Dover has one of the oldest established privileges of Freedom dating to before the Norman Conquest. A Freeman of Dover received special privileges and was a powerful and influential man. Only Freemen had jurisdiction over municipal affairs including the right to elect Mayors and, from 1623, Members of Parliament. Although the right of conducting business was slightly reduced by neglect over the centuries, the other privileges were maintained until 1835, though exemption from market tolls was removed in 1827. The Reform Act of 1832 and the Municipal Corporations Act of 1835 ended most of the rights and privileges of Freemanship, although many ancient freemen families continued to claim admission to the Rolls as a tradition. By the 1880s the tradition had all but died out and apart from a handful of hereditary admissions, the Rolls fell inactive. An Honorary Freedom Act of 1885 allowed local corporations who applied to bestow lifetime honorary on those that they felt deserved it.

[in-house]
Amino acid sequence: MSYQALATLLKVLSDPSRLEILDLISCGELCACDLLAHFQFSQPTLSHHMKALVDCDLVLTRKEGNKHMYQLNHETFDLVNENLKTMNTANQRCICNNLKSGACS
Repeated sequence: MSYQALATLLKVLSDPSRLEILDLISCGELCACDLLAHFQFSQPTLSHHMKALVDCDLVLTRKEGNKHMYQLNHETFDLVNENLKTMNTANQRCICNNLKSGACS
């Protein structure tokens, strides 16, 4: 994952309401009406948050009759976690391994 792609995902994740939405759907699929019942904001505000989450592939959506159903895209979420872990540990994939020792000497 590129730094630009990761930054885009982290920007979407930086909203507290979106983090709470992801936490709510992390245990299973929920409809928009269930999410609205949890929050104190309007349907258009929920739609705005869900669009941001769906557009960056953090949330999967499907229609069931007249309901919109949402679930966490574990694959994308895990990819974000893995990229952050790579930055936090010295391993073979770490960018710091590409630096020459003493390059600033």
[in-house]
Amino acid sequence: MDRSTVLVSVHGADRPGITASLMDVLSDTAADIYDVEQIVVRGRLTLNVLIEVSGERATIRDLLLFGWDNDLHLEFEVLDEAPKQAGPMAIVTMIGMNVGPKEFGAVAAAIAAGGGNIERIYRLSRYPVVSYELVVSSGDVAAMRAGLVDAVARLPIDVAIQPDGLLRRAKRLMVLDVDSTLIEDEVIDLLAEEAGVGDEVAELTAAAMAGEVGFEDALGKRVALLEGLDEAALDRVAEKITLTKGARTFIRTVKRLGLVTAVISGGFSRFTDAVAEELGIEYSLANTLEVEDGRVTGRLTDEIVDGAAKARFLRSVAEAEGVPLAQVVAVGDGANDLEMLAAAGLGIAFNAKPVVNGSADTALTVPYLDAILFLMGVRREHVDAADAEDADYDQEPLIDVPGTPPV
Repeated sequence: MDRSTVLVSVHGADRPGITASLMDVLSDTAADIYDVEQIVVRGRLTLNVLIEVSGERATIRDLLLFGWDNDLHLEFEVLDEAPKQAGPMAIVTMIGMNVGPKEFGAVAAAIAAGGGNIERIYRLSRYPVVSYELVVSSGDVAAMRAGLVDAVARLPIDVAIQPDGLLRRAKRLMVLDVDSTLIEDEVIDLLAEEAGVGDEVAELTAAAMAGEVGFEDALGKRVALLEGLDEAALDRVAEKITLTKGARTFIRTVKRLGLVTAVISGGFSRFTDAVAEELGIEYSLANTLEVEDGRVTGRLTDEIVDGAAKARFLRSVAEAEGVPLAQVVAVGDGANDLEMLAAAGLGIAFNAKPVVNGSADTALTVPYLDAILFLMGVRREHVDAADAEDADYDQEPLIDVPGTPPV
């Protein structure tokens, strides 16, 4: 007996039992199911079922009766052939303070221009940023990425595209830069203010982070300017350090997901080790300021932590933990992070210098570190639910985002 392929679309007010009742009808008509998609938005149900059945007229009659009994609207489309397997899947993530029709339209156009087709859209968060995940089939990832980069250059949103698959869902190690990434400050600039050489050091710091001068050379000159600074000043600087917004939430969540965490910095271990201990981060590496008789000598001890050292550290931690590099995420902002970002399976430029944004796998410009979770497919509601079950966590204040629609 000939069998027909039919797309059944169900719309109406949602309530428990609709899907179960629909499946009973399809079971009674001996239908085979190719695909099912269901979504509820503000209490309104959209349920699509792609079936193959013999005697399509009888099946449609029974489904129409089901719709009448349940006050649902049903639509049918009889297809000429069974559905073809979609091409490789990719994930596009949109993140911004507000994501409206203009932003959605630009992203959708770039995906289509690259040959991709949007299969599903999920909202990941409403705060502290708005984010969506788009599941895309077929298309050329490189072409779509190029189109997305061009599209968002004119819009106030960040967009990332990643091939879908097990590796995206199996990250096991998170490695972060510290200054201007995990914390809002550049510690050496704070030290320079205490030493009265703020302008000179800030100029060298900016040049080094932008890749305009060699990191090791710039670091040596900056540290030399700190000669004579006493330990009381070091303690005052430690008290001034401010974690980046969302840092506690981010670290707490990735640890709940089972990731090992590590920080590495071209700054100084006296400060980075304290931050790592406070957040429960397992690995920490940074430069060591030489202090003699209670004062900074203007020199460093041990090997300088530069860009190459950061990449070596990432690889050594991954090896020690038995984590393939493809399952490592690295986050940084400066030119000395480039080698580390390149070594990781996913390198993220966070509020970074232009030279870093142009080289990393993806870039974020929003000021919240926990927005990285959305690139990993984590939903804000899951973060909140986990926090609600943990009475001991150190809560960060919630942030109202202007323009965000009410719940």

Under Section 249 of the Local Government Act 1972, A Town Council has the power to admit individuals as freemen of the Town. The title is entirely honorary and there are no rights and privileges arising from the award.
Freemen of Dover Today: Mr. Terry Sutton, Mr. Graham Tuthill and Mr. Dick McCarthy